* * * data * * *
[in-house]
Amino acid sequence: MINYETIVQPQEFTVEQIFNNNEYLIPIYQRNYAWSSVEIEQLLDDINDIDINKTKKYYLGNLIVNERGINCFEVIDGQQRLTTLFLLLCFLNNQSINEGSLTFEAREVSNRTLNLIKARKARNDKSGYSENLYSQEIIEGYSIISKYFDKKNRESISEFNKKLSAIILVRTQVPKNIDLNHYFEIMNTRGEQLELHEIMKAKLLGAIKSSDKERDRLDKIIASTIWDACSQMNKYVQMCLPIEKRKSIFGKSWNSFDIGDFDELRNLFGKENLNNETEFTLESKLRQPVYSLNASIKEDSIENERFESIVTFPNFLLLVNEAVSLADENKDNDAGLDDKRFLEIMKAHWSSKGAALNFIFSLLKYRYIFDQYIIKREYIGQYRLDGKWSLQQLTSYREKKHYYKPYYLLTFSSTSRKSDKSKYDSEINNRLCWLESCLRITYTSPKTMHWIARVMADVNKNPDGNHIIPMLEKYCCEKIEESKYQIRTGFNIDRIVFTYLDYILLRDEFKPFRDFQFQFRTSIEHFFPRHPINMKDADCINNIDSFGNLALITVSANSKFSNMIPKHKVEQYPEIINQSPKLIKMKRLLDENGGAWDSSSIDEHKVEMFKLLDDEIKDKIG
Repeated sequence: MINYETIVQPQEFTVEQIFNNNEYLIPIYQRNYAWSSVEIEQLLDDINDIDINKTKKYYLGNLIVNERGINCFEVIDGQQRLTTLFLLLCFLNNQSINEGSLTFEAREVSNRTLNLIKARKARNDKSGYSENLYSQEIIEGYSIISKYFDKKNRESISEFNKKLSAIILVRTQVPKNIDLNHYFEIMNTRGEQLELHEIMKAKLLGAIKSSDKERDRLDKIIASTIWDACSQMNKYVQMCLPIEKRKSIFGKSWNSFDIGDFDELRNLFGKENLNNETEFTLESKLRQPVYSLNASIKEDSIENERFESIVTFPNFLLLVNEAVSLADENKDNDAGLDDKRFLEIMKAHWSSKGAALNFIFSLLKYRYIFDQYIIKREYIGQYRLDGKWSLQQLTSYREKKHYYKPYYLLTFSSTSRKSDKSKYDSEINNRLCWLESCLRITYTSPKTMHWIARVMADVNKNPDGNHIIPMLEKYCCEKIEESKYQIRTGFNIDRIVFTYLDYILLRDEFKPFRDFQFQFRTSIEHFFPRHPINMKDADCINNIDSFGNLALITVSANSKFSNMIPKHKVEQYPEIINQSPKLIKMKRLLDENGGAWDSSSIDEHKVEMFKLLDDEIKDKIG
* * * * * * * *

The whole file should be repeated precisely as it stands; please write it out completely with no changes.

[in-house]
Amino acid sequence: MINYETIVQPQEFTVEQIFNNNEYLIPIYQRNYAWSSVEIEQLLDDINDIDINKTKKYYLGNLIVNERGINCFEVIDGQQRLTTLFLLLCFLNNQSINEGSLTFEAREVSNRTLNLIKARKARNDKSGYSENLYSQEIIEGYSIISKYFDKKNRESISEFNKKLSAIILVRTQVPKNIDLNHYFEIMNTRGEQLELHEIMKAKLLGAIKSSDKERDRLDKIIASTIWDACSQMNKYVQMCLPIEKRKSIFGKSWNSFDIGDFDELRNLFGKENLNNETEFTLESKLRQPVYSLNASIKEDSIENERFESIVTFPNFLLLVNEAVSLADENKDNDAGLDDKRFLEIMKAHWSSKGAALNFIFSLLKYRYIFDQYIIKREYIGQYRLDGKWSLQQLTSYREKKHYYKPYYLLTFSSTSRKSDKSKYDSEINNRLCWLESCLRITYTSPKTMHWIARVMADVNKNPDGNHIIPMLEKYCCEKIEESKYQIRTGFNIDRIVFTYLDYILLRDEFKPFRDFQFQFRTSIEHFFPRHPINMKDADCINNIDSFGNLALITVSANSKFSNMIPKHKVEQYPEIINQSPKLIKMKRLLDENGGAWDSSSIDEHKVEMFKLLDDEIKDKIG
Repeated sequence: MINYETIVQPQEFTVEQIFNNNEYLIPIYQRNYAWSSVEIEQLLDDINDIDINKTKKYYLGNLIVNERGINCFEVIDGQQRLTTLFLLLCFLNNQSINEGSLTFEAREVSNRTLNLIKARKARNDKSGYSENLYSQEIIEGYSIISKYFDKKNRESISEFNKKLSAIILVRTQVPKNIDLNHYFEIMNTRGEQLELHEIMKAKLLGAIKSSDKERDRLDKIIASTIWDACSQMNKYVQMCLPIEKRKSIFGKSWNSFDIGDFDELRNLFGKENLNNETEFTLESKLRQPVYSLNASIKEDSIENERFESIVTFPNFLLLVNEAVSLADENKDNDAGLDDKRFLEIMKAHWSSKGAALNFIFSLLKYRYIFDQYIIKREYIGQYRLDGKWSLQQLTSYREKKHYYKPYYLLTFSSTSRKSDKSKYDSEINNRLCWLESCLRITYTSPKTMHWIARVMADVNKNPDGNHIIPMLEKYCCEKIEESKYQIRTGFNIDRIVFTYLDYILLRDEFKPFRDFQFQFRTSIEHFFPRHPINMKDADCINNIDSFGNLALITVSANSKFSNMIPKHKVEQYPEIINQSPKLIKMKRLLDENGGAWDSSSIDEHKVEMFKLLDDEIKDKIG